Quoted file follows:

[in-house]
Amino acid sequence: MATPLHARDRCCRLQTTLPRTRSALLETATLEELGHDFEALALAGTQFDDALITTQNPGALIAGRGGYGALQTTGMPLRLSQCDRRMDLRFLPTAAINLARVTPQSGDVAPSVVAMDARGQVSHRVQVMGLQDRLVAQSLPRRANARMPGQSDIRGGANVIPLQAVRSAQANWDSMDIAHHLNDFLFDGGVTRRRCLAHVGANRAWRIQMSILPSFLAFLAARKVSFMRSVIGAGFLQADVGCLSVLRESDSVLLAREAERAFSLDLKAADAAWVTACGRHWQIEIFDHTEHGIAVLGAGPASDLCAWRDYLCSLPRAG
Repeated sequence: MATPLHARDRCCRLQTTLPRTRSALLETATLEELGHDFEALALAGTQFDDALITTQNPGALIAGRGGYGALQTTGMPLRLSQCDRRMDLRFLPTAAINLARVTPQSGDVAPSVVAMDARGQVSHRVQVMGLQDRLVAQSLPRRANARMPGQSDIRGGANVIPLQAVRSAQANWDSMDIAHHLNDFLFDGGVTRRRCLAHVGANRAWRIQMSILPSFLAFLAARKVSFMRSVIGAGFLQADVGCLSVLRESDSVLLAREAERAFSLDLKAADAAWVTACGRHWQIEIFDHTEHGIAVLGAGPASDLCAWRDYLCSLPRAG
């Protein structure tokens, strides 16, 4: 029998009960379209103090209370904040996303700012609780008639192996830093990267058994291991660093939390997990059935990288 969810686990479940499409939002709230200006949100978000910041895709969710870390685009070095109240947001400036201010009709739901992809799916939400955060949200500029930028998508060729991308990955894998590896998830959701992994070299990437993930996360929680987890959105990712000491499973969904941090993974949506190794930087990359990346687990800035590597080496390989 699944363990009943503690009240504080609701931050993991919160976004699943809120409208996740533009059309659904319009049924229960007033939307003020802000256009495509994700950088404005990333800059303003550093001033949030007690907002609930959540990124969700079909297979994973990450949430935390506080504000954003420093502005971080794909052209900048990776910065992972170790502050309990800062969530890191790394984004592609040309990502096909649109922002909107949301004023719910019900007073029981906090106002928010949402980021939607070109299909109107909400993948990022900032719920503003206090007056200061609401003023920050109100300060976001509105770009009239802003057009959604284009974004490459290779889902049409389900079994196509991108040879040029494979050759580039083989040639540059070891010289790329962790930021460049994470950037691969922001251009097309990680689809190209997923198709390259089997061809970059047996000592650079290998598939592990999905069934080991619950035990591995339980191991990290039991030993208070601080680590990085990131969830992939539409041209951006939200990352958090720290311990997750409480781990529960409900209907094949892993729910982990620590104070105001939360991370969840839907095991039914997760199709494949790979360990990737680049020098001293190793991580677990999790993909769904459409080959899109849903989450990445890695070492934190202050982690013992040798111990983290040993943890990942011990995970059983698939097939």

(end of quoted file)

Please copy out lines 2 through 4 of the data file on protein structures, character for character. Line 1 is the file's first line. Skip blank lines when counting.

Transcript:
Amino acid sequence: MATPLHARDRCCRLQTTLPRTRSALLETATLEELGHDFEALALAGTQFDDALITTQNPGALIAGRGGYGALQTTGMPLRLSQCDRRMDLRFLPTAAINLARVTPQSGDVAPSVVAMDARGQVSHRVQVMGLQDRLVAQSLPRRANARMPGQSDIRGGANVIPLQAVRSAQANWDSMDIAHHLNDFLFDGGVTRRRCLAHVGANRAWRIQMSILPSFLAFLAARKVSFMRSVIGAGFLQADVGCLSVLRESDSVLLAREAERAFSLDLKAADAAWVTACGRHWQIEIFDHTEHGIAVLGAGPASDLCAWRDYLCSLPRAG
Repeated sequence: MATPLHARDRCCRLQTTLPRTRSALLETATLEELGHDFEALALAGTQFDDALITTQNPGALIAGRGGYGALQTTGMPLRLSQCDRRMDLRFLPTAAINLARVTPQSGDVAPSVVAMDARGQVSHRVQVMGLQDRLVAQSLPRRANARMPGQSDIRGGANVIPLQAVRSAQANWDSMDIAHHLNDFLFDGGVTRRRCLAHVGANRAWRIQMSILPSFLAFLAARKVSFMRSVIGAGFLQADVGCLSVLRESDSVLLAREAERAFSLDLKAADAAWVTACGRHWQIEIFDHTEHGIAVLGAGPASDLCAWRDYLCSLPRAG
């Protein structure tokens, strides 16, 4: 029998009960379209103090209370904040996303700012609780008639192996830093990267058994291991660093939390997990059935990288 969810686990479940499409939002709230200006949100978000910041895709969710870390685009070095109240947001400036201010009709739901992809799916939400955060949200500029930028998508060729991308990955894998590896998830959701992994070299990437993930996360929680987890959105990712000491499973969904941090993974949506190794930087990359990346687990800035590597080496390989 699944363990009943503690009240504080609701931050993991919160976004699943809120409208996740533009059309659904319009049924229960007033939307003020802000256009495509994700950088404005990333800059303003550093001033949030007690907002609930959540990124969700079909297979994973990450949430935390506080504000954003420093502005971080794909052209900048990776910065992972170790502050309990800062969530890191790394984004592609040309990502096909649109922002909107949301004023719910019900007073029981906090106002928010949402980021939607070109299909109107909400993948990022900032719920503003206090007056200061609401003023920050109100300060976001509105770009009239802003057009959604284009974004490459290779889902049409389900079994196509991108040879040029494979050759580039083989040639540059070891010289790329962790930021460049994470950037691969922001251009097309990680689809190209997923198709390259089997061809970059047996000592650079290998598939592990999905069934080991619950035990591995339980191991990290039991030993208070601080680590990085990131969830992939539409041209951006939200990352958090720290311990997750409480781990529960409900209907094949892993729910982990620590104070105001939360991370969840839907095991039914997760199709494949790979360990990737680049020098001293190793991580677990999790993909769904459409080959899109849903989450990445890695070492934190202050982690013992040798111990983290040993943890990942011990995970059983698939097939």